If you’re heading to uni for the first time this year, moving out of home might also be on your agenda. Renting is a popular option among tertiary students, but arranging a property can be a challenge if you’re a first-time tenant. If you’re not sure where to start, read on for our five-step student tenancy checklist.
1. Do plenty of research
First, do some research into the areas you are considering. Is public transport available? Is there a supermarket? How long will it take you to get to class? Major real estate websites often have suburb guides that can provide this information, and you can also have a chat to local real estate agents or get in touch with accommodation advisers on campus. The most important thing is that the location you choose is a good fit for your circumstances — just bear in mind that you may need to compromise if you’re moving in with a few housemates. You might also think about the type of property you want (an apartment, a unit or a house) and the features you need, such as a car spot or a bedroom big enough to fit your study desk.
2. Consider each property carefully
Attending property inspections is crucial. Seeing photos online or being promised ‘pristine condition’ isn’t enough. When attending inspections, weigh up the advantages and disadvantages of each property against your needs and preferences. You’re probably not fazed by a small paint chip on a wall, but noisy or leaking pipes could be a genuine concern. As with appeasing housemates (see above), compromise may come into play here too. You might find a property where you can roll out of bed and make it to class in less than half an hour, meaning you could need to give up hopes of an off-street car space or a renovated bathroom.
3. Choose housemates with care
Most uni students living out of home enter a share house arrangement, which means living with a housemate or even a group as large as four of five. You can move in with friends, other students you’ve met on campus or search for housemates using online resources (Gumtree and Flatmate Finders are good examples). Our tip is to think about potential housemates very carefully. Remember that you will be living with them for the duration of your lease, which may be anywhere between six months to two years. First, think about your lifestyle and how it compares to theirs — you might need peace and quiet, so you won’t be too happy in a household that throws weeknight house parties. Next, be sure you are choosing housemates who you can trust to contribute to bills and help out with housework.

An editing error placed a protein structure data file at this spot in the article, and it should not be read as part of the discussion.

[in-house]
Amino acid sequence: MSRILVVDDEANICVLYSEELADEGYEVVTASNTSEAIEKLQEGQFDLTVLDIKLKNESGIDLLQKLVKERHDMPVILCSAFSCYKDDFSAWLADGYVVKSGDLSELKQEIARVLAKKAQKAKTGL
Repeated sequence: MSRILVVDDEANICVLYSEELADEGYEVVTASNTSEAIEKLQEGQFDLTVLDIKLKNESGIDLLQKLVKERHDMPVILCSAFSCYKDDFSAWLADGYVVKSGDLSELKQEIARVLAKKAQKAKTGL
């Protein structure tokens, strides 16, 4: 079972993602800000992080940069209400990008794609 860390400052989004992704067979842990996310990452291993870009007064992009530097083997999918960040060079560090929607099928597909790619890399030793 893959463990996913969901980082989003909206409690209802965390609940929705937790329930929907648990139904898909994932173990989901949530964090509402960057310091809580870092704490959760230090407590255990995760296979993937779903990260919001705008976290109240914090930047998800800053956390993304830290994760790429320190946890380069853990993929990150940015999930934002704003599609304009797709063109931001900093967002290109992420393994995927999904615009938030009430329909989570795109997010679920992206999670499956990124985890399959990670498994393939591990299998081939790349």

4. Consider your budget
Living out of home can be expensive, so make sure you can comfortably pay the rent before committing to a property. Working out what you can afford can be difficult, but there are various resources online that can help you work out where your money goes and how much you can allocate towards your accommodation. You should also see if you are eligible for government allowances or scholarships — these can help cover the start-up costs of moving out, as well as helping to cover rent and bills once you are living out of home. When determining your budget, make sure you take into account costs paid on top of rent, such as groceries and utilities, as well as general expenses such as clothing and nights out with friends.
5. Understand the paperwork
The main documents you need to know about are the application form, lease, bond statement and condition report. Your application form provides the landlord or real estate agent with basic information such as your name, the names of other applicants (housemates), your current address, where you work and details of referees. Your lease (also sometimes called a ‘rental agreement’) gives you information such as the length of your stay and tenancy conditions, as well as details of the steps you’ll need to take to extend or cancel your agreement. It’s a legally binding document and should be taken very seriously. If you are required to pay a bond, you will receive a statement that states the amount that will be held. It’s important that you understand the conditions of your bond, including those under which money may be subtracted from what you get back when you move out (for example, you damage the property beyond general ‘wear and tear’). A condition report should be supplied when you first move in, with your real estate agent or landlord making notes about the condition of property, such as pre-existing wall markings or stained carpet. You should also have a chance to contribute and supply photos as evidence.
You can get more information about renting by visiting your institution’s accommodation service, chatting to friends or family, or by visiting real estate agencies to begin researching your options. You can also read about your accommodation options in our Student accommodation section, including the advantages and disadvantages of renting.